Today there was a bit of a hoo haa in the local press about the Arup and Opus report that the Greater Wellington Council commissioned on the effects of the RoNS on the Wellington region, but then embarrassingly the GWRC has been trying to ignore ever since.
It seems that the Airport to Levin corridor part of the Roads of National Significance is going to have quite an effect. Because of Transmission Gully and the Sandhills Motorway projects the congestion in Kapiti and Porirua (ie Mana and Pukerua Bay) is going to fall and with the Petone to Grenada project Hutt Road congestion is also going to fall a bit, but with induced demand and extra trips the now efficient roads are going to funnel many, many more cars onto Wellington and Wellington just isn’t going to cope.
Because reducing congestion is one of the reasons that the RoNS are getting foisted onto the public it is a bit embarrassing for the government and for the pro-roads part of the GWRC, since the RoNS are going to fail to solve the problem they are designed to solve, namely congestion. Because that’s generally a stuff up and because of their staggering expense, the government should really go back to first principles and start again on its transport policies.
There seems to be some confusion whether the report has been made public yet (although it’s been funded by GWRC rateapayers so they bloody well deserve to be able to see it) and there are accusations of leaks and although it isn’t too hard to find on the interwebs I still feel a little reluctant to post the whole thing, so I’ll just post some highlights. I really hope that it is officially released through appropriate channels very soon now.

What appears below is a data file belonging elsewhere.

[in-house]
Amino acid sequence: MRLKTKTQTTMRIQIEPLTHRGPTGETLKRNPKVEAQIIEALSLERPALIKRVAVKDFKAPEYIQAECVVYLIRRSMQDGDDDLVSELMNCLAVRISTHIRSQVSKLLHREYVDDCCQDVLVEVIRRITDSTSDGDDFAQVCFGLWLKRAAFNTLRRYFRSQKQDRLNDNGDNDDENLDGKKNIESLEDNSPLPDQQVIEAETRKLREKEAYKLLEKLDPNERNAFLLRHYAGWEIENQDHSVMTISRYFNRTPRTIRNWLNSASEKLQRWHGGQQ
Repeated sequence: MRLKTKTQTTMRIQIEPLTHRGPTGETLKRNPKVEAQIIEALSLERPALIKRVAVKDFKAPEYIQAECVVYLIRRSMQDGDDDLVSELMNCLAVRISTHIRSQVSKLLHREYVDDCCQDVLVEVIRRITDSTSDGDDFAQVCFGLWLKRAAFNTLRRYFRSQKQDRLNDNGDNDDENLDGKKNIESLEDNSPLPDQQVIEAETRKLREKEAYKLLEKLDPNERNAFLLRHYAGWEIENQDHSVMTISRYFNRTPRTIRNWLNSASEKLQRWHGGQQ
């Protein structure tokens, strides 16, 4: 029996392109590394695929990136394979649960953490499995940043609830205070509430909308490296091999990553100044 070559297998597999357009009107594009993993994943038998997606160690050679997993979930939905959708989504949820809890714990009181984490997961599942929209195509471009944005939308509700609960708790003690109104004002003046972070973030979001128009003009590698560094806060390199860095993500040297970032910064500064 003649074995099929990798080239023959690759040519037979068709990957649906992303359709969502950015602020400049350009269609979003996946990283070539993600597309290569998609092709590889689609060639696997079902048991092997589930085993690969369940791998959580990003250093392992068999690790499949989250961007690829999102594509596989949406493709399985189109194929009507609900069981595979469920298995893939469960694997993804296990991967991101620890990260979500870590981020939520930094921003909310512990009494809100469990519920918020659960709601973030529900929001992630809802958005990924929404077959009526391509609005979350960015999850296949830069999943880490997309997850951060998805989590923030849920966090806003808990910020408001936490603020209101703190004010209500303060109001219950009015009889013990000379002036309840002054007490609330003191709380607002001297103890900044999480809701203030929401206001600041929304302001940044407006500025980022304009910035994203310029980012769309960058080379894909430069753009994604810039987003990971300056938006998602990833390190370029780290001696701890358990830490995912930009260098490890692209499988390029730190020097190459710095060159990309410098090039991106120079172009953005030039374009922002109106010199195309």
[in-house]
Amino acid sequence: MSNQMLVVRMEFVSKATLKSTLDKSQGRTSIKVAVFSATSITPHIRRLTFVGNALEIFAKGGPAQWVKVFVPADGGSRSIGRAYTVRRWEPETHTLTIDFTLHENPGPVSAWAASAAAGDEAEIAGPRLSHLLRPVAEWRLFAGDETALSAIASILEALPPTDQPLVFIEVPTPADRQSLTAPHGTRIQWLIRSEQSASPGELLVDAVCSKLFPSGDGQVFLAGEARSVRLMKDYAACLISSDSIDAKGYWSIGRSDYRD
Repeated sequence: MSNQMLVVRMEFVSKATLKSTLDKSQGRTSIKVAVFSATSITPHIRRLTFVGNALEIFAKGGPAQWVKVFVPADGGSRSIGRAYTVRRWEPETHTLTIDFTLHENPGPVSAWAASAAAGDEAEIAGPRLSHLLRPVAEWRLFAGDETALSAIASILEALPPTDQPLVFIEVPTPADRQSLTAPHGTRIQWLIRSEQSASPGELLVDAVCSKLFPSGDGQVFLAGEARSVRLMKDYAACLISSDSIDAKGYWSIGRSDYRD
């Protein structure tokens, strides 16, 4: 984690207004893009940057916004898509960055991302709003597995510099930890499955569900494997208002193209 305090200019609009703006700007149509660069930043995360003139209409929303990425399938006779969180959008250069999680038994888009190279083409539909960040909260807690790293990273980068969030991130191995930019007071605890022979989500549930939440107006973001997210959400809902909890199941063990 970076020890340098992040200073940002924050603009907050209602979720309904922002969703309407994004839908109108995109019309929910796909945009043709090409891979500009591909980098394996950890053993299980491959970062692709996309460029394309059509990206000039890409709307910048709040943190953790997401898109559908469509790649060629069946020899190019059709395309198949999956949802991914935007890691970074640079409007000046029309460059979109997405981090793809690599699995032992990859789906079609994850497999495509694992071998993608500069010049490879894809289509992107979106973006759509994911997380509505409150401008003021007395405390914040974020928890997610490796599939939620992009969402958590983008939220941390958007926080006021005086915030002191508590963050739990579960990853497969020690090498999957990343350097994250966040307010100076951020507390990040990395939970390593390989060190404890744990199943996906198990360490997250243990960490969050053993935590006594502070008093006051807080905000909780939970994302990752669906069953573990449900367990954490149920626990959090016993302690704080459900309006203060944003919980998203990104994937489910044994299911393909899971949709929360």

Firstly the report assumes the RoNS projects and the Petone-Grenada link get built. It doesn’t entertain other options. It also assumes that there are no public or active transport improvements and it is just business as usual on those fronts with no great modal shift to bikes or trains and trams, and it assumes that parking capacity in the CBD will grow to meet demand (like where?). It also doesn’t assume any oil shocks or similar. It does however assume continued growth of car trips, ignoring any evidence of peak-car (just like the business case for the RoNS does).
You can see that graphically. I think some of its assumptions are wrong. I think the green and red will both grow especially if we build separated cycleways and we build light rail to Newtown and Kilbirnie.
Then here is a graph of vehicle to capacity ratios at key bottlenecks in the AM peak with those assumptions. The higher the V/C the worse the congestion. There are some improvements by 2031 in some places and some things are getting worse. State Highway 2 seems to fare the worst.
This is the most interesting graph in the report. Below LOS D means below a level of service where the volume to capacity is greater than 0.80, i.e. congested. And it can be seen that in Wellington many more vehicle kilometres are going to be spent waiting in traffic. In fact it means that congestion in Wellington is going to be up 80% with greatly increased fuel imports to match.
To put it mildly, that’s a bit of a debacle that we are going to pay billions of dollars to do to ourselves. In fact so much traffic would completely destroy the city. There has to be a better way than overbuilding motorway capacity that induces demand that then dumps thousands of extra cars onto a small city whose built form is dictated by the steep topography and the collection of tram based suburbs that it largely still is.
The RoNSzi scheme is unsustainable financially or environmentally. In a time when cities need to be talking about sustainability and alternative transport here we have a 1950s solution that is no solution at all.